At that point, I started doing a lot more research into my illness and how diet could play a role in helping with energy levels in particular. Based on my own research, I learned that, similar to people with Irritable Bowel Syndrome (IBS), gluten can be a source of inflammation for people with hypothyroidism. But I also knew that cutting out carbs wasn't for me. So I cut out gluten from my diet while making sure I was getting a healthy balance of high-fiber, whole-grain carbs. I also learned that dairy can have the same inflammatory effect. but after eliminating it from my diet, I didn't really notice a difference, so I eventually reintroduced it. Basically, it took a lot of trial and error on my own to figure out what worked best for my body and what made me feel good. (Related: What It's Really Like to Be On an Elimination Diet)
Within six months of making these changes, I lost a total of 45 pounds. More importantly, for the first time in my life, some of my hypothyroidism symptoms started to disappear: I used to get severe migraines once every two weeks, and now I haven't had one in the last eight years. I also noticed an increase in my energy level: I went from always feeling tired and sluggish to feeling like I had more to give throughout the day.
Being Diagnosed with Hashimoto's Disease
Before, my hypothyroidism left me feeling so fatigued most days that any extra effort (read: exercise) felt like a serious chore. After transforming my diet, though, I committed to moving my body for just 10 minutes a day. It was manageable, and I figured if I could do that, I could eventually do more. (Here's a 10-Minute Workout to Help You Feel Better Instantly)
In fact, that's what my fitness programs are based on today: The Love Sweat Fitness Daily 10 are free 10-minute workouts you can do anywhere. For people who don't have time or struggle with energy, keeping it simple is the key. "Easy and manageable" is what transformed my life, so I hoped it could do the same for someone else. (Related: How to Work Out Less and Get Better Results)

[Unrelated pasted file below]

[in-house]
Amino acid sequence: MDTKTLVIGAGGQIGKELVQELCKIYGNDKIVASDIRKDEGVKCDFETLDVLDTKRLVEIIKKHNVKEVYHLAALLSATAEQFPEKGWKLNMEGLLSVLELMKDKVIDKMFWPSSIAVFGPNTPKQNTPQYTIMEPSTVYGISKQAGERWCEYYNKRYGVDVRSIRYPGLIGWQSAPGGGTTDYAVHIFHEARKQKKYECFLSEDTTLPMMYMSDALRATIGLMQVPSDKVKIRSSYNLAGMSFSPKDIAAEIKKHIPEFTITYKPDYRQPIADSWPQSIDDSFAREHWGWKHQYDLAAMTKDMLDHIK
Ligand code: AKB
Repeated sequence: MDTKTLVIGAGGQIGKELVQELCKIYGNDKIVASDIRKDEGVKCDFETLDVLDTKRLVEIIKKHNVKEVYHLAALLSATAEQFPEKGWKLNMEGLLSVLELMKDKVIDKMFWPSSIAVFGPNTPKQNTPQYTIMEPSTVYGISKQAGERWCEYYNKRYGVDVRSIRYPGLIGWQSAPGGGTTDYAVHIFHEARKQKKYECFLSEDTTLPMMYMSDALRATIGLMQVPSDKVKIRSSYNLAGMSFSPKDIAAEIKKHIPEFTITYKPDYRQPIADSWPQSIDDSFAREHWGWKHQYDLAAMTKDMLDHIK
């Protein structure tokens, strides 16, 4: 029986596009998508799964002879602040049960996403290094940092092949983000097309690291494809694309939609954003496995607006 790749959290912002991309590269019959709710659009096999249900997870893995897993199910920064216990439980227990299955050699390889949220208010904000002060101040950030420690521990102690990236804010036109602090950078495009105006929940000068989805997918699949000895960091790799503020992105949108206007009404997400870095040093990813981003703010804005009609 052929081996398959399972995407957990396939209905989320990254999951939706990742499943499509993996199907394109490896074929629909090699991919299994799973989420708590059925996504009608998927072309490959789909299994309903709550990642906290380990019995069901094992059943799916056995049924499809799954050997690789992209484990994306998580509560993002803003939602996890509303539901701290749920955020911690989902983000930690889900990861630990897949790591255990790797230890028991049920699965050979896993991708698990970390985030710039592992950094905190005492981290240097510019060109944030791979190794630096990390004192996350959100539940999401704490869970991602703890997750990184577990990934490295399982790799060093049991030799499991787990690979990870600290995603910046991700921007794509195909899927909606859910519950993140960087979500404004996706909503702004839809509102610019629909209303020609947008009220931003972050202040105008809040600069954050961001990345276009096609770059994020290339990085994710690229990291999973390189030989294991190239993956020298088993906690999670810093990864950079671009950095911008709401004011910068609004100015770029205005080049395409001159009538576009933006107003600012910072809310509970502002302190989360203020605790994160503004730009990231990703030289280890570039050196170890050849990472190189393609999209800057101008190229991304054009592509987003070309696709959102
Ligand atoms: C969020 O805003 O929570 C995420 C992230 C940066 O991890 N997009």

That's not to say I'm entirely symptom-free: This whole last year was tough because my T3 and T4 levels were super low and out of whack. I ended up having to go on several different new medications and it was confirmed I have Hashimoto's Disease, an autoimmune condition where the immune system mistakenly attacks the thyroid gland. While hypothyroidism and Hashimoto's are often considered the same thing, Hashimoto's is usually the catalyst for what causes hypothyroidism to occur in the first place.
Luckily, the lifestyle changes I've made over the past eight years all help me deal with Hashimoto's as well. However, it's still taken me a year and a half to go from sleeping nine hours and still feeling incredibly exhausted to finally having the energy to do the things I love.
What My Journey Has Taught Me
Living with an invisible illness is anything but easy and will always have its ups and down. Being a fitness influencer and personal trainer is my life and passion, and balancing it all can be challenging when my health gets sidelined. But through the years, I've learned to really respect and understand my body. Healthy living and a consistent exercise routine are always going to be a part of my life, and luckily, those habits also help combat my underlying health conditions. Plus, fitness not only helps me feel my best and do my best as a trainer and motivator to the women who rely on me.
Even on days when it is really hard-when I feel like I literally might die on my couch-I force myself to get up and go for a brisk 15-minute walk or do a 10-minute workout. And ever time, I feel better for it. That's all the motivation I need to continue taking care of my body and inspiring others to do the same.
At the end of the day, I hope my journey is a reminder that-Hashimoto's or not-we all have to start somewhere and it's always better to start small. Setting realistic, manageable goals will promise you success in the long run. So if you're looking to take back control of your life as I did, that's a good place to start.